Make mathematics fun and easy to learn for university students

Make mathematics fun and engaging by creating a warm and welcoming class environment and applying lessons to real-life contexts, Pattama Sornkao explains

Pattama Sornkhao's avatar
3 Apr 2022
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Make mathematics fun to learn

Created in partnership with

Created in partnership with

Siam University

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Mathematics is a subject that students often perceive as difficult or boring. So, we were surprised when our course on “mathematics in daily life” attracted 150 students every semester. An evaluation of the teaching by students gave it a score of 4.47 out of 5. Students reported they had found the subject fun and the style of teaching made it feel less difficult than they had expected.

This inspired me to share some teaching tips on how to make mathematics fun and change perceptions of it as a subject to be avoided.


Make students feel at ease ahead of lessons starting

Before school starts, I create a chat group using the messaging app LINE for students enrolled on the course. The LINE chat group is the first channel through which I can communicate with students and offer advice on how to prepare before class. In the chat group, I post notes and send the documents for study both in PDF and JPEG formats to help the students.

To make the students feel welcome and dispel early nerves, I exchange greetings in friendly language, give advice and help solve any technical issues, since the course is conducted online. By reaching out early to form relationships and prepare students, instructors can reduce their stress or anxiety about upcoming classes.

Applying positive leadership strategies to the classroom

In the first lesson via Zoom, I start with a friendly conversation to create a warm atmosphere in the virtual classroom. I ask everyone how they are doing and have an informal chat about more general topics such as where people are studying from. This is one positive leadership strategy that instructors can use to create a welcoming learning environment which, in turn, directly influences students’ behaviour, encouraging them to participate and co-operate more readily in class. 

A second positive leadership strategy is to frequently pose questions about the content being taught, providing opportunities for students to check their understanding by attempting to answer or expressing opinions or concerns. If students can answer correctly, they have the confidence to progress in the topic while the wrong answer gives the instructor a chance to explain it again or in a different way until everyone has grasped the concept. This encourages students to view mistakes as a natural part of progression and boosts learning motivation.

Case studies bring mathematics to life

Choose case studies or maths content that is relevant to students so they all, regardless of their majors, can understand its application in daily life. For instance, knowledge of ratios and percentages can be useful when comparing prices, finding a discount on a product, calculating the interest in monthly instalment payments, adding to or subtracting ingredients from recipes, calculating taxes and utilities bills and sizing packaging.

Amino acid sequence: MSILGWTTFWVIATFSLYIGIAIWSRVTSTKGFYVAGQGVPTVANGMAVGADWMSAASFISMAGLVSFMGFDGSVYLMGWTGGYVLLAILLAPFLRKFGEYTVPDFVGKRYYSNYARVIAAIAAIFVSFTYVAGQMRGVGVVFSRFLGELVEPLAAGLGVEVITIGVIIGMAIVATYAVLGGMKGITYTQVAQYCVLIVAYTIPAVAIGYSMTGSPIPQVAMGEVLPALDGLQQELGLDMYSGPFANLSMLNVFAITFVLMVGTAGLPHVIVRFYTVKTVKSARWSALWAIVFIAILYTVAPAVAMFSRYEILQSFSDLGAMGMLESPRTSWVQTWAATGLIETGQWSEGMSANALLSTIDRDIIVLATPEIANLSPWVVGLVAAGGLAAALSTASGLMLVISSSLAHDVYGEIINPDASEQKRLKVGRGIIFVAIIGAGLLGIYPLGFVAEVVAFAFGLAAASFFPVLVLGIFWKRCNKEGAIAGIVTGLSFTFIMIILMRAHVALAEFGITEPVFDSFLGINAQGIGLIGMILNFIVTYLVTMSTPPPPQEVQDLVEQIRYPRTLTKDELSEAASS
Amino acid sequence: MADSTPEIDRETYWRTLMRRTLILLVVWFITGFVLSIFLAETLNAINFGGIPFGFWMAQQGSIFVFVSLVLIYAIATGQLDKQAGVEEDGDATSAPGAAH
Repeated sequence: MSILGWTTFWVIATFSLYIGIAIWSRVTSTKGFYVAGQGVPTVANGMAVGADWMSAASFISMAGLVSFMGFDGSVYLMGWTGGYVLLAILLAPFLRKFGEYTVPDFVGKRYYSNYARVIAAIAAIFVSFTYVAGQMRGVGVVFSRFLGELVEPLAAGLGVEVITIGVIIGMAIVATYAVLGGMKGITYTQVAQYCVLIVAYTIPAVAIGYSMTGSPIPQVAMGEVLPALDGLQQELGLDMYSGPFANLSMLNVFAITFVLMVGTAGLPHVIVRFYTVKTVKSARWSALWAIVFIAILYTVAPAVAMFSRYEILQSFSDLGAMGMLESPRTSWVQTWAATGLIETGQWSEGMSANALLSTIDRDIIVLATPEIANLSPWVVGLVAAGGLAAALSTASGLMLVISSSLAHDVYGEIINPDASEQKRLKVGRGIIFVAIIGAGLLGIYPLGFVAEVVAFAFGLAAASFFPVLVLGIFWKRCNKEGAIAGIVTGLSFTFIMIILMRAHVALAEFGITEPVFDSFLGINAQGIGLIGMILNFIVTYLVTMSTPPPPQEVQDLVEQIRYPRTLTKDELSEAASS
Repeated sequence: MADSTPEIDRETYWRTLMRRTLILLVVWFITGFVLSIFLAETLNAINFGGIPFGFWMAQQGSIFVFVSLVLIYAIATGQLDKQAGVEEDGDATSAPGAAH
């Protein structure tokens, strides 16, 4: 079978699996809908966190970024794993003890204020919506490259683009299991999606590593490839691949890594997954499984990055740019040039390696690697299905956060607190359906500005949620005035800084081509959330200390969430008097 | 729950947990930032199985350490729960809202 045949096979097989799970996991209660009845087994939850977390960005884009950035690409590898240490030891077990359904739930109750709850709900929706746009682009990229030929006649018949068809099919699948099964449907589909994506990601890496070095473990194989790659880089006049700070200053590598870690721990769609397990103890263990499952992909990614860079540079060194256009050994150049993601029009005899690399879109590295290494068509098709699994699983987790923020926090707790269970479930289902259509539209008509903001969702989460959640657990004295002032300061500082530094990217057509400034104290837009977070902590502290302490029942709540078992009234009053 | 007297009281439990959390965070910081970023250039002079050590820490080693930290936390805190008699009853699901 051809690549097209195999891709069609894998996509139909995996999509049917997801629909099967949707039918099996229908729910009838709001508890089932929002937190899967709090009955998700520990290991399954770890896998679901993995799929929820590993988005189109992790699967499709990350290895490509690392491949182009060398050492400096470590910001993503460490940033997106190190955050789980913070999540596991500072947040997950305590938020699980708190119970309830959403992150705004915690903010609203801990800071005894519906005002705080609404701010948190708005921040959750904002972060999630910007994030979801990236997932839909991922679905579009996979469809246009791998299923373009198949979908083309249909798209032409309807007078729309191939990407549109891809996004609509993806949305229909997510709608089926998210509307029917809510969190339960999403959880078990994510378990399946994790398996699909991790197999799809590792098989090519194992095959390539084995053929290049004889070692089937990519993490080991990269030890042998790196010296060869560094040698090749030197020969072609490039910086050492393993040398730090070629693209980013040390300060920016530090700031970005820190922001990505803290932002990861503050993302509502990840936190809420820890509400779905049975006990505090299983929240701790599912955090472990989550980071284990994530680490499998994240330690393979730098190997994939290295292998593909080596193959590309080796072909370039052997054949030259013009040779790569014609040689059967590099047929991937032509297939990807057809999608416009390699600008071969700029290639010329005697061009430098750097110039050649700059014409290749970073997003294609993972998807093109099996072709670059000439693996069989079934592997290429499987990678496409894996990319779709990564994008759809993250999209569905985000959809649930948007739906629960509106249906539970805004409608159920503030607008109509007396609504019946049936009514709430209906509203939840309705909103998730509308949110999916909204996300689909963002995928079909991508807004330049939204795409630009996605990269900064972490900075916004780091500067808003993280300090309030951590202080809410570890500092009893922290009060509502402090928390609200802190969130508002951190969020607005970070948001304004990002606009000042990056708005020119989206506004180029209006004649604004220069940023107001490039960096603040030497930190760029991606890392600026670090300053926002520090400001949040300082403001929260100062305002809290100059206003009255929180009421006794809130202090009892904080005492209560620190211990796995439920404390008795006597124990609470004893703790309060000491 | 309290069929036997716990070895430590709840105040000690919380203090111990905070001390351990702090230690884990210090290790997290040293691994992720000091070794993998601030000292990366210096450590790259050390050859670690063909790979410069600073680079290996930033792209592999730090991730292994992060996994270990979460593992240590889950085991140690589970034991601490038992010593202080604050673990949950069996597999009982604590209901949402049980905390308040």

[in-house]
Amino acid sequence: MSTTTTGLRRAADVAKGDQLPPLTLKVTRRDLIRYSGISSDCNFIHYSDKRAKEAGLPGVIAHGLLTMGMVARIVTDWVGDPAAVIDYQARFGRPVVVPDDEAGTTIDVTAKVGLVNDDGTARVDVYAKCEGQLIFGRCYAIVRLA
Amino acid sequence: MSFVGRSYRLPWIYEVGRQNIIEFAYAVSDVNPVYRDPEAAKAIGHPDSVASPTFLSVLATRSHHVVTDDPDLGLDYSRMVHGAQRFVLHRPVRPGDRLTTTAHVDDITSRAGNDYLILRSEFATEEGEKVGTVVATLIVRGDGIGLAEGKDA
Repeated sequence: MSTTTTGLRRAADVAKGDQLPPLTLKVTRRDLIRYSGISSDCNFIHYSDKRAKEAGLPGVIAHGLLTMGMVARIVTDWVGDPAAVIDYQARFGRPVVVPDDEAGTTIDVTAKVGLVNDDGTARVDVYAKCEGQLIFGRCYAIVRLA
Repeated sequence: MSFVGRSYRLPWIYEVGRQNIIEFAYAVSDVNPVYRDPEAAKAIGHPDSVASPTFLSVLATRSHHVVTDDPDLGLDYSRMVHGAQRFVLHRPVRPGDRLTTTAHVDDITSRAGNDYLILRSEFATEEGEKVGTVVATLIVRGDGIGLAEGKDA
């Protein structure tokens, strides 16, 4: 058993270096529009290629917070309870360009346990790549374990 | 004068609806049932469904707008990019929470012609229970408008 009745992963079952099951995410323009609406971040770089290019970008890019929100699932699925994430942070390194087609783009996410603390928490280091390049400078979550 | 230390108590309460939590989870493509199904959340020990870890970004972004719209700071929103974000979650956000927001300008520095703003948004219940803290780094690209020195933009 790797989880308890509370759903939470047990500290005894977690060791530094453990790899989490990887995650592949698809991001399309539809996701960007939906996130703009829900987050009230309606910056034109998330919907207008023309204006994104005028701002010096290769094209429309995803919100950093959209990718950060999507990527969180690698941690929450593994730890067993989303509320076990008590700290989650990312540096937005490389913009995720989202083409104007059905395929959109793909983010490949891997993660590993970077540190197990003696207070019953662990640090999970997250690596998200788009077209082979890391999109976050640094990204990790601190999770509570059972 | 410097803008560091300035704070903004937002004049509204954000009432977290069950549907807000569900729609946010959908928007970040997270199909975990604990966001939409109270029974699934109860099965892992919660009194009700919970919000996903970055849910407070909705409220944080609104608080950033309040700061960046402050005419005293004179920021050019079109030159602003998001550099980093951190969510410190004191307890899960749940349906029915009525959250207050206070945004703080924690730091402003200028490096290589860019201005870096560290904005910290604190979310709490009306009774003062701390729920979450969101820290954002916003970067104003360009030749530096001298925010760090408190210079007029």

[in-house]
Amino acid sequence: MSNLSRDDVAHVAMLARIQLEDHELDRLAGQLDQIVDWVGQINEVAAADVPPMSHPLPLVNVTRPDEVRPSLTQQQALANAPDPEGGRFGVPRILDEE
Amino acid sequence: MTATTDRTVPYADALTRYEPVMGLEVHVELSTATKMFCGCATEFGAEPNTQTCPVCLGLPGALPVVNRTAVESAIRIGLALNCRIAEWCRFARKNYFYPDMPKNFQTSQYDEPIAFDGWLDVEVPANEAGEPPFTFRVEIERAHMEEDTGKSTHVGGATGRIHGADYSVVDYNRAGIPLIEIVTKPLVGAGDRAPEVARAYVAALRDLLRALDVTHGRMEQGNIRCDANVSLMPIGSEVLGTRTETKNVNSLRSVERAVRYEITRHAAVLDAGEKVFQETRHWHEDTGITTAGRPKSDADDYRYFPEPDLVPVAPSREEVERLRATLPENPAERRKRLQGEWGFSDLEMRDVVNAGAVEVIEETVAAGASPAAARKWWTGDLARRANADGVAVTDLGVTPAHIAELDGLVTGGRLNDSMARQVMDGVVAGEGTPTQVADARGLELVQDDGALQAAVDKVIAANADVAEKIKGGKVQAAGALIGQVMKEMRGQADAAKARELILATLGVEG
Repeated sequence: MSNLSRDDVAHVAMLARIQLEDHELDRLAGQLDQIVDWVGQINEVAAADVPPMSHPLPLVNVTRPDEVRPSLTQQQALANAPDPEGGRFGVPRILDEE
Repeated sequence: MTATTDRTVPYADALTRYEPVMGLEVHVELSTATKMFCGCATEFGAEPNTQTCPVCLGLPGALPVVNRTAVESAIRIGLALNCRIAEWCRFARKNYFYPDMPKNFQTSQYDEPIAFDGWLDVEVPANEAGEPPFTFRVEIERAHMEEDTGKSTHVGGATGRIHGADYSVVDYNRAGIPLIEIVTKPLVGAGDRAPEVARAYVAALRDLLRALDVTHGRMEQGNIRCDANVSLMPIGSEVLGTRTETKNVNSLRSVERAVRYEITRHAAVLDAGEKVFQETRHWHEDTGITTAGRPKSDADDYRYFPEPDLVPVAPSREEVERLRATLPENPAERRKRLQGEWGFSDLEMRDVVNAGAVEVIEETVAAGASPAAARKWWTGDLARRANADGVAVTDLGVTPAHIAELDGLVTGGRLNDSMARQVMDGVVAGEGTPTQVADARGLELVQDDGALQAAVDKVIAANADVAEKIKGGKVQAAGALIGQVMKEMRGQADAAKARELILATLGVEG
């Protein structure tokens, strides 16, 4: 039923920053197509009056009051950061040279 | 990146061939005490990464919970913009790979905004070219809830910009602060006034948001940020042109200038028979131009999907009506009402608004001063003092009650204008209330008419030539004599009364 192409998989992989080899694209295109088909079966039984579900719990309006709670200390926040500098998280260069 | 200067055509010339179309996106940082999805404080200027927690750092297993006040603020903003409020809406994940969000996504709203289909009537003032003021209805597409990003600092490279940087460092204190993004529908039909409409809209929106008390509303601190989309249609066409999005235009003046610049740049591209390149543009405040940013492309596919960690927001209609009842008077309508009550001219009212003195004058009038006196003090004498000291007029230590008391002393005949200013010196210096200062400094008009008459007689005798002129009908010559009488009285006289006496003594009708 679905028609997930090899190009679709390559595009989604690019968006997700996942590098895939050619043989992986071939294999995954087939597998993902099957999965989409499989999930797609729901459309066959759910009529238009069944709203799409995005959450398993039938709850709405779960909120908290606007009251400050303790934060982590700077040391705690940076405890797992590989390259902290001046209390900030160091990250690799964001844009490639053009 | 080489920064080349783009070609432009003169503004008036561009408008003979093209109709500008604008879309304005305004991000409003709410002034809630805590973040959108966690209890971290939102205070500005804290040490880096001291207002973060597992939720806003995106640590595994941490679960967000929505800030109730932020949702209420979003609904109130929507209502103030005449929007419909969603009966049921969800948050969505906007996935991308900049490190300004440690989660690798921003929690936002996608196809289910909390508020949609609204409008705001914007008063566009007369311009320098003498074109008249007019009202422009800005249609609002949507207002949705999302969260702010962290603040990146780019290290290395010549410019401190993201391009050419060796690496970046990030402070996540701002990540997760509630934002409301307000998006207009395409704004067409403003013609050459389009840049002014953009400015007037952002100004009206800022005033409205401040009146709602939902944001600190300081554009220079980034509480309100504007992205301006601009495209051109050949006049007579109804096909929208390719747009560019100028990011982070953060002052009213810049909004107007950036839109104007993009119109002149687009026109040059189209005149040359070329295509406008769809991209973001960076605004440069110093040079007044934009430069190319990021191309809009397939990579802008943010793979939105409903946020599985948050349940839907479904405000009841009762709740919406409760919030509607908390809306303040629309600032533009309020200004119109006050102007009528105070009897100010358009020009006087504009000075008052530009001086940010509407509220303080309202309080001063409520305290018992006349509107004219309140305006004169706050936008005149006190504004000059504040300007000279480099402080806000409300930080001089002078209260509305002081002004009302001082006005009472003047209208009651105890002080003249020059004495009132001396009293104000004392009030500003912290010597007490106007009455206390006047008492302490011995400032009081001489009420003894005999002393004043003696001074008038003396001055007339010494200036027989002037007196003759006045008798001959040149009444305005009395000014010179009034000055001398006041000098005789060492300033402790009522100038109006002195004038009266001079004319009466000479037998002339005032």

Take percentages and its applications in daily life as an example topic. Start by teaching the maths theory, meanings and symbols relating to percentages. Then, introduce case study in which students purchase a car for £18,000 with a down payment of 25% of the car price, and the rest paid in monthly instalments, with finance companies charging an interest rate of 1.99% per year for a period of 48 months. Ask the students to find out what their monthly instalment payments to the finance company would be.

Explain the calculating principles then ask questions to encourage the students to process what they have learned and participate in finding answers. Once students have an initial answer, you can then pose questions to sharpen their thinking further. For instance, if you wish to pay instalments over a shorter period of 36 months, how many pounds per month would you have to pay?

After splitting the students into small groups, I give them 15 to 25 minutes to complete the task, then analyse the answers and let them present the results to the class. This sparks a discussion, enabling students to ask questions, check and express opinions. Finally, wrap up all the key points and explain the links with other day-to-day tasks and applications.

Using case studies takes mathematical concepts beyond formulas, pages of text and geometrical images, presenting them as useful real-world skills, which boosts student engagement and motivation.

Authentic assessment

Authentic assessment is based on several components of the course, including participating in classroom activities, individual assignments, and group work on case studies selected by students to demonstrate the application of mathematical knowledge in daily life. The assessment includes doing tests that emphasise implementation rather than complex calculations.

An example of an individual assignment for a module focused on “mathematics and things around us”, asks students to identify five pictures and write a description as to what and how the picture is related to mathematics. I do this using a form sent via the LINE group. Students enjoyed this task because it gave them a chance to use their imagination as well as their maths knowledge.

Pattama Sornkao is a lecturer in the Faculty of Science at Siam University.

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